British police on Thursday named two men as the prime suspects in the nerve agent attack on a former Russian spy and his daughter last March. The incident, which unfolded in the quiet city of Salisbury, England, left double agent Sergei Skripal and his daughter seriously ill for weeks. Officials determined that the same substance, found in a perfume bottle in a park weeks later, sickened a.
Britain and the U.S. have accused the Russian government of being behind the attack since not long after it happened, and on Thursday the London Metropolitan Police said Russian nationals Alexander Petrov and Ruslan Boshirov would be charged with conspiracy to murder Skripal, the attempted murder of both him and his daughter Yulia and police officer Nick Bailey. Bailey was also sickened after attending to the Skripals where they were found in Salisbury.
The men also face charges of the use and possession of the deadly Soviet-concocted nerve agent Novichok in the U.K., and causing “grievous bodily harm with intent” both Yulia Skripal and Bailey.
There were no charges announced in relation to the poisoning of the couple who found the bottle of Novichok in a park in a nearby town weeks after the attack on the Skripals, but the police said they have “no doubt these two incidents are connected and now form one investigation,” suggesting charges could come in the future.
The police statement indicated that both Russian suspects were believed to be in Russia at present and they would be charged in absentia. The U.K. was not to make an extradition request with Russia as there is no extradition agreement in place between the nations.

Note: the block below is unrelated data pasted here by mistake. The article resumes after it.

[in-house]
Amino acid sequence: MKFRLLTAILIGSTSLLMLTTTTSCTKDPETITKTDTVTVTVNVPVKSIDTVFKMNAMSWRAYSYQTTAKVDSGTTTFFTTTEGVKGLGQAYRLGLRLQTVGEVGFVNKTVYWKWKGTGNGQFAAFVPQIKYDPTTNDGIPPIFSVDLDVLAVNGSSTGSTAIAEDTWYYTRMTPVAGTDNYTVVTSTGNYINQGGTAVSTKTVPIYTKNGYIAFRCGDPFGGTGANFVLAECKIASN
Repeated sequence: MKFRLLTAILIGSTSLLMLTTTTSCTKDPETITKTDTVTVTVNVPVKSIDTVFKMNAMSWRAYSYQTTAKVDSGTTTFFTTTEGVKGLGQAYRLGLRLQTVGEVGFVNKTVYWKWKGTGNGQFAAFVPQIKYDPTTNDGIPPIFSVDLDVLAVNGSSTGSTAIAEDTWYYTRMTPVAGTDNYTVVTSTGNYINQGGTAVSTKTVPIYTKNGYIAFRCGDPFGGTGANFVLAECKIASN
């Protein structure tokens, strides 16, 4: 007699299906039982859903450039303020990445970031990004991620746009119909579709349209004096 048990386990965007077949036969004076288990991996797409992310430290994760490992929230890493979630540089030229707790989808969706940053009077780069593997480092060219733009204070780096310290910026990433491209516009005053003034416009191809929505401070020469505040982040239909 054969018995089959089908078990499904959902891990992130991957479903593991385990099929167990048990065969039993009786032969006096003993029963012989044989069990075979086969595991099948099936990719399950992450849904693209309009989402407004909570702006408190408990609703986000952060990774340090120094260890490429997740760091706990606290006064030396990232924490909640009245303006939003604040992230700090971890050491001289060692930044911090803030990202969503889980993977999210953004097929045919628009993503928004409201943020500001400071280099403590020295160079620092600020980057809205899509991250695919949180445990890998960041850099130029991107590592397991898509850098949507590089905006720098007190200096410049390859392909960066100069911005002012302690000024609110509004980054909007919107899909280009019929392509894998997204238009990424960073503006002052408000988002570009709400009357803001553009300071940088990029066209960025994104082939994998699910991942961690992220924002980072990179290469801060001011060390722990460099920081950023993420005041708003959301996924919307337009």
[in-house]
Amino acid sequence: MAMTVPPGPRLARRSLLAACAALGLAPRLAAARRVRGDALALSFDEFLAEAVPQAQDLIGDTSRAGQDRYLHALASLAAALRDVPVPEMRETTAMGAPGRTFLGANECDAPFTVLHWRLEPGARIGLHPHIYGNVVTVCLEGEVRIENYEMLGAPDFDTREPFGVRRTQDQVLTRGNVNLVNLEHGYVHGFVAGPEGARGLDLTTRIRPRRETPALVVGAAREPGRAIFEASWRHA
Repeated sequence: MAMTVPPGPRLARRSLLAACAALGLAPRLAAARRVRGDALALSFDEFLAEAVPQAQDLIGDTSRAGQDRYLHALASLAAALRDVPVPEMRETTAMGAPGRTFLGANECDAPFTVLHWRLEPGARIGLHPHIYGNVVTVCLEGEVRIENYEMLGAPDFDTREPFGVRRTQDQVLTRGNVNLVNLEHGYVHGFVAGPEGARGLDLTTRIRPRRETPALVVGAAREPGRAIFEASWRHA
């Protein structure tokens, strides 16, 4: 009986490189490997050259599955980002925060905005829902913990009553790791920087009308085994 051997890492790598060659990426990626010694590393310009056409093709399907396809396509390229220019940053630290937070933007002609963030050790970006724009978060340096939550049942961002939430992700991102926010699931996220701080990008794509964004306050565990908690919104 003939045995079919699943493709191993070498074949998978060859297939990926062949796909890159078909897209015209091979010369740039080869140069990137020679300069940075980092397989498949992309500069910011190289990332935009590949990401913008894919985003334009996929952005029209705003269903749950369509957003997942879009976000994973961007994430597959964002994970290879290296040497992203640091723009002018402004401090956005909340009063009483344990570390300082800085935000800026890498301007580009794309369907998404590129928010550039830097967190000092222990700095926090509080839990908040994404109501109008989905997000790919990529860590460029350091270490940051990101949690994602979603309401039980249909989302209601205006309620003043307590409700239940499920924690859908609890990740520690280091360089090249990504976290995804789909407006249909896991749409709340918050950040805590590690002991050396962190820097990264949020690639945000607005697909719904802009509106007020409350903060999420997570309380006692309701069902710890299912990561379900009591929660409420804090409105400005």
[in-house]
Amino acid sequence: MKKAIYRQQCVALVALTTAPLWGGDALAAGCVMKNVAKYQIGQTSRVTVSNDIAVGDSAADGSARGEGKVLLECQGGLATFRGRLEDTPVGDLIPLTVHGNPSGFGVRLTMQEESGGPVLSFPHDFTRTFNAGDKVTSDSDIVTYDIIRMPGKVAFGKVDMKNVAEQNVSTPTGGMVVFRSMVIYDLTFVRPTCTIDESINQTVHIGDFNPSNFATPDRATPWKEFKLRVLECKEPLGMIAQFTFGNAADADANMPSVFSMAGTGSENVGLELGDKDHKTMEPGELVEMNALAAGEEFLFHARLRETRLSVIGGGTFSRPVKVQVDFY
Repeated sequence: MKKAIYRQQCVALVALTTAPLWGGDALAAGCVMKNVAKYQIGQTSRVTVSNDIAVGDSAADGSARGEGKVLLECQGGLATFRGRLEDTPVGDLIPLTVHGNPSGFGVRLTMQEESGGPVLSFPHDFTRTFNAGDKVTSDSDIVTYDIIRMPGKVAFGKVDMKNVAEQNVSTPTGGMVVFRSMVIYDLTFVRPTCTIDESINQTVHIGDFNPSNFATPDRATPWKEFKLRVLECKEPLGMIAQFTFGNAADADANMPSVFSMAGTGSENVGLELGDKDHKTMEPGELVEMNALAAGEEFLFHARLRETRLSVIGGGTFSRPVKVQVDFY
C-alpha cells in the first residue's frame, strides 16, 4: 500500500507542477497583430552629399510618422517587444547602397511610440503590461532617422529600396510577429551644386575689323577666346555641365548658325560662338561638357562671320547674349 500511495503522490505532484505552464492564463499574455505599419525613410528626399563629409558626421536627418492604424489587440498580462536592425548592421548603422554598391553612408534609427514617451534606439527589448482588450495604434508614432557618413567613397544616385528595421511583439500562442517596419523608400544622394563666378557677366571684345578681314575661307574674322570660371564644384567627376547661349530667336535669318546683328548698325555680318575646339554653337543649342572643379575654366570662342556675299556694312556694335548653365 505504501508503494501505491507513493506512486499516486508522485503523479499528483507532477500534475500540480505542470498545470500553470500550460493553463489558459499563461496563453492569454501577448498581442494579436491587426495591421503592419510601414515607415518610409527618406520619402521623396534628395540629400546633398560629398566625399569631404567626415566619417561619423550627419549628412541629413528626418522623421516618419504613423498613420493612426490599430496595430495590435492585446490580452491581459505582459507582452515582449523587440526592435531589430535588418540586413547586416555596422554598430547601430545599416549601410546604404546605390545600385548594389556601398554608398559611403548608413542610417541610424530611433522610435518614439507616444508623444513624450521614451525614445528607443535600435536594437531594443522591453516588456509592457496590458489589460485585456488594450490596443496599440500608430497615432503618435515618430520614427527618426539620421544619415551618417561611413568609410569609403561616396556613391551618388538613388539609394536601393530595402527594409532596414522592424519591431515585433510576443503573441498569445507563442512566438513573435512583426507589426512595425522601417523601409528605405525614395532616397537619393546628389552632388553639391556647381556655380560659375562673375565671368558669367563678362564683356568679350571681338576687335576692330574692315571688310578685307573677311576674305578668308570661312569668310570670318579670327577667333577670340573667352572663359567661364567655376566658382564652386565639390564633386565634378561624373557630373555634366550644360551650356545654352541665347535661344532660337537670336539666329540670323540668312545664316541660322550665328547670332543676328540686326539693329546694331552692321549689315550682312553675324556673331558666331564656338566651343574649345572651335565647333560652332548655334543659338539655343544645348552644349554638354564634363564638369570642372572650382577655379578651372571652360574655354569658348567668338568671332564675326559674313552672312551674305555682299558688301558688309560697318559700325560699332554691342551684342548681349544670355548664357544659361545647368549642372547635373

“Warrants have been issued for the two suspects. We are also seeking to circulate Interpol Red Notices,” Assistant Commissioner of the Metropolitan Police Neil Basu said, referring to arrest warrants issued by the international police agency Interpol.
Basu said he was also “appealing for anyone who has information about the suspects” to contact police. He said both men were approximately 40 years old and that they were travelling on Russian passports. He warned, however, that “it is likely that they were travelling under aliases and that these are not their real names. We would like to hear from anyone who knows them.”
The U.S.at the end of August in retaliation for the attack.
The use of Novichok in the assassination attempt was a violation of international law banning the use of chemical weapons. Chemical and biological weapons specialist Hamish de Bretton-Gordon told CBS News it was a turning point.
“The hundred-year taboo on the use of chemical weapons has been completely broken,” he said.
Gordon said it only took a couple of drops of Novichok to shut down parts of Salisbury for months.